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More support for schools and students as plan B comes to an end

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£8 million from NHS England to support secondary schools with the in-school vaccination programme.

New multi-million-pound funding from NHS England will enable all schools to fully support the in-school vaccination programme, and air cleaning units will be provided in all classrooms and teaching spaces that need them, the Education Secretary has announced today, Monday 24 January.

The Department for Education is to distribute a total of £8 million in funding from NHS England to support secondary schools with the vitally important in-school vaccination programme for young people – hosting NHS vaccination teams and passing on materials about vaccination to further boost protection.

This comes as over 50% of 12-15-year-olds – over 1.5 million people – have now had at least one dose of the vaccine.

The government is also committing to deliver up to 9,000 air cleaning units to early years, schools and colleges across the country to improve ventilation in classrooms – up to 1,000 more than originally promised.

Since the government launched its application process, 1,265 education settings have made valid applications to receive an air cleaning unit. The further commitment will ensure every setting will receive the units they need.

The units will help in classrooms and teaching spaces where quick fixes to ventilation are not possible, such as being able to open a window.

Education Secretary Nadhim Zahawi said:

“Face-to-face education for all students has consistently been my priority, and that is why I am pleased to further strengthen the tools available to schools to manage transmission of the virus, including funding air cleaning units for the small number of classrooms that need them due to poor ventilation, and providing additional NHS funding to free up staff time to engage with the vaccination programme for young people.

“My message remains the same as ever – testing, ventilation and vaccinations are our best weapons against the virus – keep testing, and get your vaccination as soon as possible.”

NHS vaccination lead for 12-to-15s Nick Hulme said:

“The additional £8 million in investment from the NHS will aim to further support schools to roll out the vaccine.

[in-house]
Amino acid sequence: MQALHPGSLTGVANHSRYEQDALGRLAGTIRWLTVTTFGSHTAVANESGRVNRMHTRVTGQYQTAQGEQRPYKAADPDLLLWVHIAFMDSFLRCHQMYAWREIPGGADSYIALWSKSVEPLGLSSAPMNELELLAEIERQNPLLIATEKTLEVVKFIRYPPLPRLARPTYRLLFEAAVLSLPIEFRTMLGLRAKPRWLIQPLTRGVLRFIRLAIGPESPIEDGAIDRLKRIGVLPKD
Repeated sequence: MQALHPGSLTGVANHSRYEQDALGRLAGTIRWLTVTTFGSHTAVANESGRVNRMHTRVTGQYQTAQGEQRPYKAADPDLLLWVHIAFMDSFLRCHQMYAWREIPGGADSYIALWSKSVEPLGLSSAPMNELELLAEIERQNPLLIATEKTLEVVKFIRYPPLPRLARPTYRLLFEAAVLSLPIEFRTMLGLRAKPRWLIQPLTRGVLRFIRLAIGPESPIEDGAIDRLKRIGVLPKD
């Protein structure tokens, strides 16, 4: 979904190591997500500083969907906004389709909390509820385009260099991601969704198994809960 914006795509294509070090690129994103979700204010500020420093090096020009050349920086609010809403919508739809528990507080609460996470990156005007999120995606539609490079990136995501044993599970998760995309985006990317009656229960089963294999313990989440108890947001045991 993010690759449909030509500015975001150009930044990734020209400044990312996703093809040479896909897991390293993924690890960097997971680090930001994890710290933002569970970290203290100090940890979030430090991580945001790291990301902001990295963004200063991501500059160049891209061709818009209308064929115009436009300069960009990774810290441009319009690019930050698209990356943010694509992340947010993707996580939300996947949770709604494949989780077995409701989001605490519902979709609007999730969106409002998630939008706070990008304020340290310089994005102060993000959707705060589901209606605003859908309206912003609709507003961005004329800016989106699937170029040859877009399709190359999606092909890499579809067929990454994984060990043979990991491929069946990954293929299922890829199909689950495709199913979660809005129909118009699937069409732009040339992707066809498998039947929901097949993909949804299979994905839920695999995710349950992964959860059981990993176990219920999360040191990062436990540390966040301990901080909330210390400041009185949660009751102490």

“It is vitally important that families get their young ones protected – either in school, through an appointment booked online at a vaccine centre or at one of hundreds of walk-in sites.”

Health and Social Care Secretary Sajid Javid said:

“Keeping children in school with face-to-face teaching is absolutely essential for their education, health and wellbeing.

“Vaccines are the best way to protect students from COVID-19 and, combined with better ventilation, will help keep cases down and schools open.

“Young people can get their vaccines at school, through walk-in sites across the country or their parents can book an appointment online – please do not delay.”

The number of valid applications for an air cleaning unit is in line with expectations, mirroring the findings of a survey of education settings also published today, which found that only three per cent of settings using carbon dioxide monitors reported sustained high carbon dioxide readings that couldn’t otherwise be addressed.

The survey published today on schools’ use of carbon dioxide monitors also showed that of the vast majority of settings that are using the CO2 monitors, 95% were able to use them to manage ventilation in their classrooms and teaching spaces.

Special schools and Alternative Provision have already received the air cleaning units they applied for, while all other settings with valid applications will receive them as planned from the start of February.

Further information will be provided to schools shortly with further details on how the NHS funding for vaccination support will be distributed.

The funding for schools to continue to support the vaccine programme will provide secondary schools, special schools and alternative provision with a one-off payment of £1,000 with an additional uplift based on pupil numbers.

These measures – enhanced ventilation, vaccines, as well as regular testing – remain crucial to keeping young people in classrooms, learning face-to-face.

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